Vacant Echo Park lots are filling up with signage

The backlash against outdoor signs has lead the City Council to considering banning digital billboards and prompted the City Attorney to jail property owners who put up illegal supergraphics. But, along Sunset Boulevard in Echo Park, property owners and advertisers have resorted to an old fashioned form of outdoor advertising: the construction fence. Last week, Echo Park residents saw a wooden fence being installed in front of empty lots on Sunset Boulevard near Elysian Park Avenue. By this Monday, that wall was (pictured above) was covered with ads and posters. A similar ad-encrusted wood fence – stretching about 90 feet- has also popped up on Sunset near Alvarado in addition to a long-standing ad fence between Innes and Marion street. City inspector John Buchanan said the construction fence ads have become more common place after officials allowed them to be built in larger sections of the city (He was not sure when that change took place).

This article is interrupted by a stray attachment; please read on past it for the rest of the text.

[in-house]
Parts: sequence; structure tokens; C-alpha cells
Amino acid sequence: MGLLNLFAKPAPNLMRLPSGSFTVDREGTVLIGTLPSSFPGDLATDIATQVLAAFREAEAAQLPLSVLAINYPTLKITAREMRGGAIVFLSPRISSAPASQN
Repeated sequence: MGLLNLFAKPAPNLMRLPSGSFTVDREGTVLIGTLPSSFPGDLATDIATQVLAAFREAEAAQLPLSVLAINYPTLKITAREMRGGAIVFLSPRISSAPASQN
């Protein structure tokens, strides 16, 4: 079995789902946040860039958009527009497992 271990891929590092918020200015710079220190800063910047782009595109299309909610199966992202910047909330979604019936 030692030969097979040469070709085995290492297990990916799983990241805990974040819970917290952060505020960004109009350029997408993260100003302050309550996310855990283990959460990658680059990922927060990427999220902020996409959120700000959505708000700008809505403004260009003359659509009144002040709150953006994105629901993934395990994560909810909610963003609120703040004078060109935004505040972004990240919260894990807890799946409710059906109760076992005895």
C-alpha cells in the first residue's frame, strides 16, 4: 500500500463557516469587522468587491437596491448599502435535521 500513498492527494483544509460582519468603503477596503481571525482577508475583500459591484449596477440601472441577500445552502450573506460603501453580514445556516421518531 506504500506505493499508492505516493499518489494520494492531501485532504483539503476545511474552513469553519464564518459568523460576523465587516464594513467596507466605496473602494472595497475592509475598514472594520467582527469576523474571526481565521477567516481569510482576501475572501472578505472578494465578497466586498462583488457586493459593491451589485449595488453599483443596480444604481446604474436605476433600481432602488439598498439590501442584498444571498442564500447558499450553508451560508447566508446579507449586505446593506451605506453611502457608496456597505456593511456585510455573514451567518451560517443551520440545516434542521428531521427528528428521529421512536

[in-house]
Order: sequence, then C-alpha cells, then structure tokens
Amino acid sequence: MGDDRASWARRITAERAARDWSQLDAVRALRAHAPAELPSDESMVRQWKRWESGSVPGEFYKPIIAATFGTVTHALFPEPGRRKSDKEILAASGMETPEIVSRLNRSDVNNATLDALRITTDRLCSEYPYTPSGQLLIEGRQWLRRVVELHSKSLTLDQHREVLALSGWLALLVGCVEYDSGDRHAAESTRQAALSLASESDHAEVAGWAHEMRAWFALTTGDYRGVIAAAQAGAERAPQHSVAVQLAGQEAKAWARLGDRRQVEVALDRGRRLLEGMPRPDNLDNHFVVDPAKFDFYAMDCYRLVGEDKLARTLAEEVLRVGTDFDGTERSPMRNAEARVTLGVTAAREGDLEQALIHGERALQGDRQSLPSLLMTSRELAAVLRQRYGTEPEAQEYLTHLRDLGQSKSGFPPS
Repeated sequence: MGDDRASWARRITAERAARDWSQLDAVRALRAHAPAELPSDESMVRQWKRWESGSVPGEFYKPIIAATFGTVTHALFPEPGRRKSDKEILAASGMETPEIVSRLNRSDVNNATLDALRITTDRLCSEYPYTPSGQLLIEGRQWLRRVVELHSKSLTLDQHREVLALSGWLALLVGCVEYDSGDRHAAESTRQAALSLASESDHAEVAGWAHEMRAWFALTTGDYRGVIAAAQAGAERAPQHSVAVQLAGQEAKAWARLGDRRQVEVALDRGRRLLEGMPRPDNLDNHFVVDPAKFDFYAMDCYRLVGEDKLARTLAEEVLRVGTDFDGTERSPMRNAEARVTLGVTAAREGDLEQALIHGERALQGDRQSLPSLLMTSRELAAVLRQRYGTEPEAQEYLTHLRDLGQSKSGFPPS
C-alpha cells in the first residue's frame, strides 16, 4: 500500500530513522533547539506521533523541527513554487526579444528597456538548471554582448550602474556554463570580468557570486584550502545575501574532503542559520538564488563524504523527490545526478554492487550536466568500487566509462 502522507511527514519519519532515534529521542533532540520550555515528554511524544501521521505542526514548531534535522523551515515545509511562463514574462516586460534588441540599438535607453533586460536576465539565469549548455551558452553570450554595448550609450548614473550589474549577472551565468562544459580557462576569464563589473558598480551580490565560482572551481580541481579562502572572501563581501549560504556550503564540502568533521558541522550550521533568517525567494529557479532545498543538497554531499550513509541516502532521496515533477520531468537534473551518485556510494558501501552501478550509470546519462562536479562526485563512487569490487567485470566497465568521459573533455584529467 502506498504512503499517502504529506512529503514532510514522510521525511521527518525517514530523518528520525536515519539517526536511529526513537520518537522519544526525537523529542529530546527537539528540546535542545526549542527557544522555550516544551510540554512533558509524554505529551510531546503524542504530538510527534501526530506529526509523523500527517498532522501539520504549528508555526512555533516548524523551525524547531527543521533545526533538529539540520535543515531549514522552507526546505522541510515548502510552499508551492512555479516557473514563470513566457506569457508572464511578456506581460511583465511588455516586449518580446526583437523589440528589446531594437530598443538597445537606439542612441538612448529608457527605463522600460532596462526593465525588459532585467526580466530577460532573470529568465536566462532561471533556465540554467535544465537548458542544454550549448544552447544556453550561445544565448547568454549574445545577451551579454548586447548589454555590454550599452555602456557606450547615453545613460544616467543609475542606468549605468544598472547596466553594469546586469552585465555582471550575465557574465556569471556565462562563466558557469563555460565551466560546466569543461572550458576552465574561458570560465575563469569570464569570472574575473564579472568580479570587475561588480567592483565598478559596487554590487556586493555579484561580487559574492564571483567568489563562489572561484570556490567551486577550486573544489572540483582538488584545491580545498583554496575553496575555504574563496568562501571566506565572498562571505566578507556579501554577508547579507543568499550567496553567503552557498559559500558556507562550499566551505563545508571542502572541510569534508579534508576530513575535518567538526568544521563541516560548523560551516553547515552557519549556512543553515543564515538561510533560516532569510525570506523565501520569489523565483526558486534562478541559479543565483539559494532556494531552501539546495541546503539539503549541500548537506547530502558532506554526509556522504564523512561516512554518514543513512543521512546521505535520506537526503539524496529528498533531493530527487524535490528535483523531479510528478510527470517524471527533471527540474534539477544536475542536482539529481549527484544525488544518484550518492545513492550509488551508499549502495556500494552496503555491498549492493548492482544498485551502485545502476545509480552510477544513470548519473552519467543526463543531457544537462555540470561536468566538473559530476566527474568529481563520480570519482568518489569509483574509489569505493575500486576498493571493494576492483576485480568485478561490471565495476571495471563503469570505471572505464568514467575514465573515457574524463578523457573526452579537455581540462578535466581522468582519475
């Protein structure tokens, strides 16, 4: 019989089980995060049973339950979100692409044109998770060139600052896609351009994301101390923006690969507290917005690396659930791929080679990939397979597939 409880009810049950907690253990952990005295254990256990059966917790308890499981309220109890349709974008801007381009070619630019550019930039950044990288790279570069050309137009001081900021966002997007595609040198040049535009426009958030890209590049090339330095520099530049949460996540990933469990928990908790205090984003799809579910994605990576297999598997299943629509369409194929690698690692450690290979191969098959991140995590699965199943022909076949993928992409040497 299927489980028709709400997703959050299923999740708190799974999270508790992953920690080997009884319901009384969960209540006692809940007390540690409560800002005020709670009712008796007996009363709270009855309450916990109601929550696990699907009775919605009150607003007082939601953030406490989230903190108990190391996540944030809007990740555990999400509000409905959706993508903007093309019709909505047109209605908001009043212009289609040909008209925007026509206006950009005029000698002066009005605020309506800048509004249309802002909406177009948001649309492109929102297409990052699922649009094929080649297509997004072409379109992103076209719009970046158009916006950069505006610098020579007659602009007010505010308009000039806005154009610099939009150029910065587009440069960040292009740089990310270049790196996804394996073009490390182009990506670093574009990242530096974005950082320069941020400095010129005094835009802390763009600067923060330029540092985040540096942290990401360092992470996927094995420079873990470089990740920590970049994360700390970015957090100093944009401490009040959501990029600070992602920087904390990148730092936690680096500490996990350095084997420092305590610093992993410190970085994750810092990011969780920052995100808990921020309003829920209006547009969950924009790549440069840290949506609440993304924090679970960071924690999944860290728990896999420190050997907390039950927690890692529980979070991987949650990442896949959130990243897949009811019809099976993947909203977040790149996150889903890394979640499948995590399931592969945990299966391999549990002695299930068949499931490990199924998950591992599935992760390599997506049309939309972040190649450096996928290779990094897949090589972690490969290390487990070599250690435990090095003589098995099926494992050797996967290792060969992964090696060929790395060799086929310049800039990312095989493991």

Pretty much anything can be advertised on the construction fences – and there is no need for construction to be taking place. The owners of vacant lots can pull a temporary permit – good for up to a year – to install a fence and start advertising away. Of course, the owners of the empty lot at 1246 Sunset Boulevard have been renewing that one-year permit since August 2006.


  1. FYI, those signs are put up by an L.A. company called National Promotions and Advertising. One of the principals, Peter Zackery, was named in that big lawsuit filed by the City Attorney in February against supergraphic company World Wide Rush. There's more info about the company at http://banbillboardblight.org/?p=4154.Dennis HathawayPresident, Coalition to Ban Billboard Blight

  2. Dennis, I think they are pretty. Plus you should not go around violating people's 1st Amendment rights.

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